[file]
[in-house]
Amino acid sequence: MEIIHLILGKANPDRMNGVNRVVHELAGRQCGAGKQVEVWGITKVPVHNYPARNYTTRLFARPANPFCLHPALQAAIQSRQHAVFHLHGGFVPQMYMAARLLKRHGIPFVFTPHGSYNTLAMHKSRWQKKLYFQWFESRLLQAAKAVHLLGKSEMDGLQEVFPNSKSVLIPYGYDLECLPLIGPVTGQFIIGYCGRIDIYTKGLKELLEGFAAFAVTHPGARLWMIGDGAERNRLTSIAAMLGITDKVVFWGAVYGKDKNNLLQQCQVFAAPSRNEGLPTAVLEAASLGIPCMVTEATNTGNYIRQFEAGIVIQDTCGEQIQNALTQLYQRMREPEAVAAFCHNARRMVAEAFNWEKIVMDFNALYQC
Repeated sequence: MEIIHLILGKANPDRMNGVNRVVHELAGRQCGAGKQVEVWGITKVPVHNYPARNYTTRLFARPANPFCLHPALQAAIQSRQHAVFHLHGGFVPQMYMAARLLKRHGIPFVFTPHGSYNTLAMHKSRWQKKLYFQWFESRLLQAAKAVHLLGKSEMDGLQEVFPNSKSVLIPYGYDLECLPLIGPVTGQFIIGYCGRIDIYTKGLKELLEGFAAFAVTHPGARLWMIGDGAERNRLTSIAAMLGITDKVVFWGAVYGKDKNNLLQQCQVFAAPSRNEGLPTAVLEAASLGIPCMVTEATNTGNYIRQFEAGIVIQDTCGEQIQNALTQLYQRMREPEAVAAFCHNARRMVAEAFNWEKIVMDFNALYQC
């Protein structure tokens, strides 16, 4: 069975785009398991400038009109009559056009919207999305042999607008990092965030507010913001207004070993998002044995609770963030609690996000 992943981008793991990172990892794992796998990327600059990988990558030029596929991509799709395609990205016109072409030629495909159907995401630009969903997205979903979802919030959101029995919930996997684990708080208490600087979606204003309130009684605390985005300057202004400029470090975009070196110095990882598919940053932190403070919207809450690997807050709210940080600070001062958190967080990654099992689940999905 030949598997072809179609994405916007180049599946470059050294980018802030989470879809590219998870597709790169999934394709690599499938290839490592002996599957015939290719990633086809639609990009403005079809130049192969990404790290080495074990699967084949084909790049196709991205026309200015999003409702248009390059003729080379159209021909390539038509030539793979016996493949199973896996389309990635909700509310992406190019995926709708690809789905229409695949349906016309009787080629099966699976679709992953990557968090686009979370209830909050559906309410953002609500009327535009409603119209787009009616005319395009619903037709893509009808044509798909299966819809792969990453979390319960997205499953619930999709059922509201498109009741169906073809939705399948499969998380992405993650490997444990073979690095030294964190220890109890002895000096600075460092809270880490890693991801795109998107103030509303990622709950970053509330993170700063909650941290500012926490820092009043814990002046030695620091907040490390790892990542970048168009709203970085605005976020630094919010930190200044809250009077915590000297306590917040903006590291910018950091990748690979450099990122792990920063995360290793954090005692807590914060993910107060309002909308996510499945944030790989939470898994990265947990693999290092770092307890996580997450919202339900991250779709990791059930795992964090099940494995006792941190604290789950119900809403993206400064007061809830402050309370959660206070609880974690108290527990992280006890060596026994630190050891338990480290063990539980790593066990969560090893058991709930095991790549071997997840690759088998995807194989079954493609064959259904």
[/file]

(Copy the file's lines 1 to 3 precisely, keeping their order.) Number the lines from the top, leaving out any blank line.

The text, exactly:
[in-house]
Amino acid sequence: MEIIHLILGKANPDRMNGVNRVVHELAGRQCGAGKQVEVWGITKVPVHNYPARNYTTRLFARPANPFCLHPALQAAIQSRQHAVFHLHGGFVPQMYMAARLLKRHGIPFVFTPHGSYNTLAMHKSRWQKKLYFQWFESRLLQAAKAVHLLGKSEMDGLQEVFPNSKSVLIPYGYDLECLPLIGPVTGQFIIGYCGRIDIYTKGLKELLEGFAAFAVTHPGARLWMIGDGAERNRLTSIAAMLGITDKVVFWGAVYGKDKNNLLQQCQVFAAPSRNEGLPTAVLEAASLGIPCMVTEATNTGNYIRQFEAGIVIQDTCGEQIQNALTQLYQRMREPEAVAAFCHNARRMVAEAFNWEKIVMDFNALYQC
Repeated sequence: MEIIHLILGKANPDRMNGVNRVVHELAGRQCGAGKQVEVWGITKVPVHNYPARNYTTRLFARPANPFCLHPALQAAIQSRQHAVFHLHGGFVPQMYMAARLLKRHGIPFVFTPHGSYNTLAMHKSRWQKKLYFQWFESRLLQAAKAVHLLGKSEMDGLQEVFPNSKSVLIPYGYDLECLPLIGPVTGQFIIGYCGRIDIYTKGLKELLEGFAAFAVTHPGARLWMIGDGAERNRLTSIAAMLGITDKVVFWGAVYGKDKNNLLQQCQVFAAPSRNEGLPTAVLEAASLGIPCMVTEATNTGNYIRQFEAGIVIQDTCGEQIQNALTQLYQRMREPEAVAAFCHNARRMVAEAFNWEKIVMDFNALYQC